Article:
accommodation arrangements. His pay increased to 2s.6d. per day. He reverted
to the rank of Sergeant on 10 March 1812; the regimental pay book does not
record the reason for his demotion.
In June 1812 the French finally withdrew from the Portuguese border moving
into Spain towards Salamanca, with Wellington in pursuit. The 11th were
involved in the fighting to take the city, and then on 22 July the British and
French armies fought a major battle a few miles north; this battle of Salamanca
is regarded as one of Wellington’s masterpieces.
The fighting lasted from early morning throughout the day. Wellington made
steady gains, but suffered some losses and by late afternoon had not made the
decisive break-through, and the battle hung in the balance. 6 Division had been
held in reserve through the day, but were called forward to lead the final
assault. A period of fierce fighting culminated in an attack uphill to drive the
French of their hilltop position. The British suffered terrible losses advancing
into French fire, but they succeeded in taking the hill and the French were
routed. The 11th were in the thick of the fighting. They lost 341 killed and
wounded, a total exceeded by only one other regiment. As a result of their
courage and their losses the Regiment became known as “The Bloody Eleventh”.
The regimental return 3 days later shows only 214 men fit but 670 sick. The
11th won its first battle honours of the Napoleonic War at Salamanca.
After an unsuccessful siege at Burgos in September the army retreated to
Ciudad Rodrigo on the Portuguese border, where they over-wintered. The
retreat was chaotic, with inadequate supplies, often no food or shelter,
substantial losses through desertion, and a good deal of looting by the starving
In the Spring of 1813, intent upon finally driving the French out of Spain,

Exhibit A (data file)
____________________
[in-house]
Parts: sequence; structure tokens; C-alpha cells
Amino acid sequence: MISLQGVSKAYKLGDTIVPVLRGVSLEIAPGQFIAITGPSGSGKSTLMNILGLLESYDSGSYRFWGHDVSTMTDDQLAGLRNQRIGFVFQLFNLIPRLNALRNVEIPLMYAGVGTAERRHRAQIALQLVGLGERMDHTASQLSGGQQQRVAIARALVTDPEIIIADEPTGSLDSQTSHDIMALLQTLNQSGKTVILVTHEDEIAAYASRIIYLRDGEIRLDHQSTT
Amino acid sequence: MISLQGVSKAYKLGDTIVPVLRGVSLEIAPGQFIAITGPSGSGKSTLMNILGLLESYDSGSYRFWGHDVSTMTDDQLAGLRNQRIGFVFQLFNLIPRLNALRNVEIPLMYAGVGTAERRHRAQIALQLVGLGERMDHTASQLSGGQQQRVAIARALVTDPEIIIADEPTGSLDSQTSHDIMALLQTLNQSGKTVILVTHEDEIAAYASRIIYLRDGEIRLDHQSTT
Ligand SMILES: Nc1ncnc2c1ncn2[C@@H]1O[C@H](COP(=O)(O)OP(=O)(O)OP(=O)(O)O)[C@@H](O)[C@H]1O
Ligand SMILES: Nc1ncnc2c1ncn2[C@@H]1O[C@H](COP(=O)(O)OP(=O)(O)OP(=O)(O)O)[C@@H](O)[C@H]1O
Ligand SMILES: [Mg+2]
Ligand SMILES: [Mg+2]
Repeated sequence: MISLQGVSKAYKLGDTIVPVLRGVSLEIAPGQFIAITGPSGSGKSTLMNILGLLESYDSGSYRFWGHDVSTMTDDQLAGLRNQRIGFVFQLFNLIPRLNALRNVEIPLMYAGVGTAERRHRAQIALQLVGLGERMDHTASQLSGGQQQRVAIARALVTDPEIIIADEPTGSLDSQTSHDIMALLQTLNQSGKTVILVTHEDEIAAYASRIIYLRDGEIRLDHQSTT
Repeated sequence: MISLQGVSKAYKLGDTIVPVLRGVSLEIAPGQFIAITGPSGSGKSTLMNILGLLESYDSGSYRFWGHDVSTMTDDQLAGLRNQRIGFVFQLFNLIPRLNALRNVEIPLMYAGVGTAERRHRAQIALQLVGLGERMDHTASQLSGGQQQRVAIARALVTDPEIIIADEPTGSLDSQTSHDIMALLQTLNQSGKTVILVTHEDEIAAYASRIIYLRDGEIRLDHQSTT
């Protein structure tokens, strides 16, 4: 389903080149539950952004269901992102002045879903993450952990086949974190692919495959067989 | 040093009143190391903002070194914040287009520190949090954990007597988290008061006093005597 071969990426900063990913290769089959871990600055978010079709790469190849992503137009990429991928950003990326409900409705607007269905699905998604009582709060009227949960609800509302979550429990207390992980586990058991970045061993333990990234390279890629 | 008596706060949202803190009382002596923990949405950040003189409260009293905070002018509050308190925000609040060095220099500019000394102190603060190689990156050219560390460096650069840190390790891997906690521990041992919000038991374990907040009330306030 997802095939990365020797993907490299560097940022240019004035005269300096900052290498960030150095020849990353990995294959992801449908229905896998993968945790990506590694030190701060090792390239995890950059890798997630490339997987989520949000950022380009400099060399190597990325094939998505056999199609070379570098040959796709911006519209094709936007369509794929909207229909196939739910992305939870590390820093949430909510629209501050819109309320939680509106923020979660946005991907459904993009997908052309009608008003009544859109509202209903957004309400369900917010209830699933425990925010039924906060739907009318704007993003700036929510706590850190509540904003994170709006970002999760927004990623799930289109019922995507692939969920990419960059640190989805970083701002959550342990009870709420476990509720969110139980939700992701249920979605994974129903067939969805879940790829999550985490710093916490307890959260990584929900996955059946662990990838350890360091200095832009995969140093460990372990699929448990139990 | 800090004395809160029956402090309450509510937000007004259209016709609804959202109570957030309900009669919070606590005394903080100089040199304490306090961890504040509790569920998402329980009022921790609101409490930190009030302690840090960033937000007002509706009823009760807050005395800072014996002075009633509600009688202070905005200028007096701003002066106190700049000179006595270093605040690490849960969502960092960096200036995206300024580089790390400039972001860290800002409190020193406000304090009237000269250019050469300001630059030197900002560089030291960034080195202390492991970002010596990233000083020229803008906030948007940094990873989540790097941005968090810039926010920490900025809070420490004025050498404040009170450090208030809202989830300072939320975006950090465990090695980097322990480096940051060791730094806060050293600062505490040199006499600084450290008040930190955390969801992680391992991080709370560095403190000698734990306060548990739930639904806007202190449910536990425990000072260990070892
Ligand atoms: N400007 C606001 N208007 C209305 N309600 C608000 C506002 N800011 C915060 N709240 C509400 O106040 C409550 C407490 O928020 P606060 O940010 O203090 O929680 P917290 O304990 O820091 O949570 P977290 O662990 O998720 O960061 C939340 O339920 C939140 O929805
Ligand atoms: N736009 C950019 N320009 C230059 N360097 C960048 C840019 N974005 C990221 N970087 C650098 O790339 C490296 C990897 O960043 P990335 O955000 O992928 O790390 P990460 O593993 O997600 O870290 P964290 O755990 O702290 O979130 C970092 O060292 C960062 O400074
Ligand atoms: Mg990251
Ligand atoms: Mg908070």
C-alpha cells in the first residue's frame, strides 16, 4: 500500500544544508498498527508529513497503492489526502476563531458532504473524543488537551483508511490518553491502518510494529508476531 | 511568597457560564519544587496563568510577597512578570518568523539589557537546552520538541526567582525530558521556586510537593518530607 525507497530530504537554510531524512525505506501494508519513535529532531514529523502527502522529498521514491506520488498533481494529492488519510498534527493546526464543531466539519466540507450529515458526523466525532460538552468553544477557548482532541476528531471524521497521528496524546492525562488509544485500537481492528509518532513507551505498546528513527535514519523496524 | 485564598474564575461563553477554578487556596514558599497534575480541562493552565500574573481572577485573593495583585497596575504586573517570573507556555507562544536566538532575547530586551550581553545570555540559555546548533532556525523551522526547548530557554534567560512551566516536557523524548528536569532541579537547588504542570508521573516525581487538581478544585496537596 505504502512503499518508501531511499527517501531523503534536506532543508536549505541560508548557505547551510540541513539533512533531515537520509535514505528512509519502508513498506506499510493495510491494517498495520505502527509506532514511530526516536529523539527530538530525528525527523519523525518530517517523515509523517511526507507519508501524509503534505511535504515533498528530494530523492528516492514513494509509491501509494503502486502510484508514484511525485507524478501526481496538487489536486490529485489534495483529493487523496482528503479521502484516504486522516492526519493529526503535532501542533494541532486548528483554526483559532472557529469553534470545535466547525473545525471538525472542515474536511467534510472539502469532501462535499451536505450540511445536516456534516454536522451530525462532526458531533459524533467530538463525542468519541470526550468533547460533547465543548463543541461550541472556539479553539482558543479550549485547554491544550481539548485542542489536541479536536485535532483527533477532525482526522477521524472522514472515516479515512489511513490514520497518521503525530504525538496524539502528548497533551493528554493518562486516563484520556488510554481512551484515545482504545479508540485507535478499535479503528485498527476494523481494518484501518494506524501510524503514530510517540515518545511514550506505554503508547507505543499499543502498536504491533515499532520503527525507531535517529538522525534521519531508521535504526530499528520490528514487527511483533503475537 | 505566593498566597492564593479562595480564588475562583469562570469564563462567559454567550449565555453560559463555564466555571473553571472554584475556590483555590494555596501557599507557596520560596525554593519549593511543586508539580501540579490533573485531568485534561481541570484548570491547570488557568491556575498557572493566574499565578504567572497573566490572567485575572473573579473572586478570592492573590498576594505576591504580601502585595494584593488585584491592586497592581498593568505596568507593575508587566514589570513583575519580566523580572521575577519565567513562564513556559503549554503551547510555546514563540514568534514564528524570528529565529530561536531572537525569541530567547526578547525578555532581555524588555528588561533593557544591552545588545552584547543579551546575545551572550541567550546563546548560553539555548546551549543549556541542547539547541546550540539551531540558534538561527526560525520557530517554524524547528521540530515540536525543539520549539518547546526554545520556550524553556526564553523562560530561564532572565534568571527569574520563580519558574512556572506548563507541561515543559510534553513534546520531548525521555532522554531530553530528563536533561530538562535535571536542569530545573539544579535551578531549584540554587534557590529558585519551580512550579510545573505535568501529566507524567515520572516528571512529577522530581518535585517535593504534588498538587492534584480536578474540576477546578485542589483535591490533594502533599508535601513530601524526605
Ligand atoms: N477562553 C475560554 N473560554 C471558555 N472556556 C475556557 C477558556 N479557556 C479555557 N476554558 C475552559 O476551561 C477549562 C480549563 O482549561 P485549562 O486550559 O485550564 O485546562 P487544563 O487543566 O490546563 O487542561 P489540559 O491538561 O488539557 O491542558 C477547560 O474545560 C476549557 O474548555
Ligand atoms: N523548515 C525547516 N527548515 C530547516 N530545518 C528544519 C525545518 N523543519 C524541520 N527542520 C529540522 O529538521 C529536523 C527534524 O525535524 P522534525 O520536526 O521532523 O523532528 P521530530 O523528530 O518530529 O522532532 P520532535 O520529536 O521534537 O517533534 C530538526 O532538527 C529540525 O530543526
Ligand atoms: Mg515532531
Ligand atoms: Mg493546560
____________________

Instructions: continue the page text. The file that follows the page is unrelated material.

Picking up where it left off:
Wellington set off on a long march north and then east. The first battle was
Wellington’s great victory at Vittoria on 21 June, and here the 11th were kept in
the rear and did not take an active part in the battle. But thereafter as the
French were driven over the Pyrenees and back into France, the 11th were
involved in a series of battles in 1813 and1814 – Sorauren, Nive, Nivelle, Orthes
and Toulouse – often in the thick of the fighting and with substantial losses.
They were awarded battle honours for all these five encounters.
On 11 August 1813, after the battle of Sorauren, William was again promoted to
Quartermaster Sergeant, and awarded the title of Colour Sergeant which had
just been introduced to distinguish long-serving sergeants. He held this rank for
the rest of his service.
After Toulouse, the news arrived that Napoleon had surrendered and abdicated.
The six years of warfare in Spain had undoubtedly been a brutal experience for
the soldiers: the fighting was fierce, the field medical treatment primitive, the
marches were often very long, and general conditions were at times very poor,
with inadequate food and shelter, and often worn-out clothing, in weather that
varied from extremely hot summers to freezing winters.
In June 1814 the Battalion sailed to Ireland. Between then and February 1816
they were based in Athlone, Cashel and Dublin. William was presumably
reunited there with his wife and daughter. His son Henry Valentine said he was
born in Dublin in 1815; according to the pay books William was based there
between June and September.
In February 1816 the Regiment sailed to Gibraltar. During that year, the
soldiers were paid the prize money due to them for the Peninsular battles in
which they had fought. William received about £10, equivalent to about a
In June 1817 William was discharged from the Army. The grounds for his
discharge were given as “Being worn out”. He was only 39, but after the
hardships of the Peninsular campaign this condition is not surprising.
William’s regiment, the Devonshires, subsequently fought in the Boer War and
had distinguished roles in the two World Wars. It was amalgamated with the
Dorset Regiment in 1958; the Devonshire and Dorset Regiment became part of
The Rifles in 2007.
After leaving the Army, William lived in London. The Land Tax records of 1820
and 1821 show him living in Leonard St, Shoreditch, near where Old Street
station in located today. In his Will he described himself as a whitesmith
(someone who worked in tin and pewter); other records describe him as a
labourer, smith or engineer, suggesting that he had a varied career.
On 7 May 1820 he married Elizabeth Ann Nowell in the church of St Dionis
Blackchurch (which was near Fenchurch St in the City of London). He described
himself as a widower; his first wife, the mother of Caroline and Henry, had